09/11/2016 8:16 AM IST | Updated 09/11/2016 8:26 AM IST

Banks To Work Extra Hours, Open Additional Counters To Exchange ₹500, ₹1,000 Notes

But banks will remain shut on Wednesday to allow stocking of smaller currency notes.

Rupak De Chowdhuri/Reuters
People wait to withdraw and deposit their money at an ATM kiosk in Kolkata, India, November 8, 2016.

NEW DELHI -- Banks will open additional counters and work extra hours beginning Thursday to help people exchange ₹500 and ₹1,000 notes that have been declared invalid from midnight on Tuesday. Anticipating panic and rush at bank counters, the Reserve Bank of India (RBI) as well as the government has set up control rooms in Mumbai and Delhi to avoid any crisis, Department of Economic Affairs Secretary Shaktikanta Das said.

Banks will remain shut on Wednesday to allow stocking of smaller currency notes and public will be allowed to tender their now invalid ₹500 and ₹1,000 from November 10. They can deposit any amount of the invalid currency in their bank account till December 30 and also exchange them for lower banknotes at special counters at banks and post offices till November 24 but with limit of ₹4,000 in a day.

Banks will however report any unusual transaction to the Financial Intelligence Unit and tax authorities for scrutiny.

RBI Governor Urjit Patel said the central bank had ramped up production of the new higher security currency notes of ₹500 and ₹2,000 that will replace the notes being taken out of circulation.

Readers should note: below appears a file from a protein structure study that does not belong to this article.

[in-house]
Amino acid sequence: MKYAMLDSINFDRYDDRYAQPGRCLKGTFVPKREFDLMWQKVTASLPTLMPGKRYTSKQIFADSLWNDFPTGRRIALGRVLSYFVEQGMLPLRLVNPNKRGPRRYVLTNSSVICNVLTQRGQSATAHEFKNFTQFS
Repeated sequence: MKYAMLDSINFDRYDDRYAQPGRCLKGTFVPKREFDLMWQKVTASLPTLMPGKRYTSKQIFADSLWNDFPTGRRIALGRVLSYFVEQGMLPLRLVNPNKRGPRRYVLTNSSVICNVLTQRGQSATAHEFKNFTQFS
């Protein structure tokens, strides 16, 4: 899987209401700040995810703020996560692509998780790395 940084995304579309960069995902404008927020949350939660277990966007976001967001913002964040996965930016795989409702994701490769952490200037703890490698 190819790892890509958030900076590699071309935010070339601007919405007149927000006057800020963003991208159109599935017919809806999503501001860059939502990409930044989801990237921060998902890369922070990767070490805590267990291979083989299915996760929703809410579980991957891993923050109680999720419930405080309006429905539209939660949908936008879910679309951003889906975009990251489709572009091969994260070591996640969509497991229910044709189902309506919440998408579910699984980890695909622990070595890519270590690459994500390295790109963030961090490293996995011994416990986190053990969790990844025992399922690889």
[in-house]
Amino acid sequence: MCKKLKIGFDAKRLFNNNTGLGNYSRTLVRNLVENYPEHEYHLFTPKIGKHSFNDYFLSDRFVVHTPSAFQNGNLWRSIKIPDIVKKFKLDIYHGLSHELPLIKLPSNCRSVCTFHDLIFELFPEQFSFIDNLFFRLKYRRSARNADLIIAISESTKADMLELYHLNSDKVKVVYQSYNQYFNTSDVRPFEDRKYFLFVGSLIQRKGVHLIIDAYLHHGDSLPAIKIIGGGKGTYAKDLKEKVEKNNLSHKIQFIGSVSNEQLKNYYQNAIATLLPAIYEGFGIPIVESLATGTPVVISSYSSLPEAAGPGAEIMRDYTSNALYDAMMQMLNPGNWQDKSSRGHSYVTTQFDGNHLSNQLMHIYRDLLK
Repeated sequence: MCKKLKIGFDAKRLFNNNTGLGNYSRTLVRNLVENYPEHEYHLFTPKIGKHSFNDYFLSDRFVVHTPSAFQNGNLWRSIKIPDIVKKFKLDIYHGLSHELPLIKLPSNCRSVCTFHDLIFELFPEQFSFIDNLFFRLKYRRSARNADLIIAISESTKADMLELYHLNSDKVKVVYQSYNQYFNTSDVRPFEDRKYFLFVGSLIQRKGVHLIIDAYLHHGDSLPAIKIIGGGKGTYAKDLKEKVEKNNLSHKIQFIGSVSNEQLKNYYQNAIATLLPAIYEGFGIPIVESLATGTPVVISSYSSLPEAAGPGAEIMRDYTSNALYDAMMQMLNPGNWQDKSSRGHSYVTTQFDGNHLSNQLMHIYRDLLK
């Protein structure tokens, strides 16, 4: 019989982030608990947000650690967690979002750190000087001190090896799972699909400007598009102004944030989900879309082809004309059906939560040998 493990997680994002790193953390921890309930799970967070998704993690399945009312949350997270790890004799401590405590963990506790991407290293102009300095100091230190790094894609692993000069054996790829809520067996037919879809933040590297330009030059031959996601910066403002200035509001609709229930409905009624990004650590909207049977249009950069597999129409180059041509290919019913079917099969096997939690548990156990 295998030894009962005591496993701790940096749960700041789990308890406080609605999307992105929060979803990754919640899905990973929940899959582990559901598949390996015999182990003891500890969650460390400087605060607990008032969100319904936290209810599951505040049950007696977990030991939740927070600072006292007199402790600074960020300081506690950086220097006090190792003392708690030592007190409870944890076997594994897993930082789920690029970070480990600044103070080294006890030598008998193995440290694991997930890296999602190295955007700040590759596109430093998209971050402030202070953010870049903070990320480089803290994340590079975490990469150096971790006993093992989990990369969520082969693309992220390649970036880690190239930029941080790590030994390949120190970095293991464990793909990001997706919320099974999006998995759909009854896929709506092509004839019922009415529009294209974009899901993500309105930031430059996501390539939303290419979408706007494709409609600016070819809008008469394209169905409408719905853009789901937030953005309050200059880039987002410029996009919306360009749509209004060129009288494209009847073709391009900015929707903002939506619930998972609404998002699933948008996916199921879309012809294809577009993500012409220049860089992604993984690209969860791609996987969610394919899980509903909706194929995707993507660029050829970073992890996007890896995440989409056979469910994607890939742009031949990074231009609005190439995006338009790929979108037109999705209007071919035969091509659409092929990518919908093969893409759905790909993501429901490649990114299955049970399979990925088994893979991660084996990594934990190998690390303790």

The new notes will come into circulation from November 10, he said. He linked the government decision to use high denomination currency notes for terrorism financing and also for holding black money.

While overall currency circulation had increased by 40 per cent during 2011 to 2016, ₹500 banknotes in circulation had gone up by 76 per cent and that of ₹1,000 by 109 per cent. As many as 16.5 billion notes of ₹500 denomination are in circulation currently while 6.7 billion ₹1,000 notes are in market.

While the government imposed strict cash withdrawal limits - ₹2,000 from ATMs and ₹10,000 from bank account in a day and ₹20,000 in a week, Patel said there will be no impact on liquidity in the markets including financial markets.

The cash withdrawal limits will be relaxed gradually as small currency denomination notes are adequately stocked with banks and ATMs and new currency notes come into wide circulation. A high-security ₹1,000 currency note will be re-introduced at a later date, Das said. Das said infusion of ₹2,000 note will be closely monitored and regulated by RBI.

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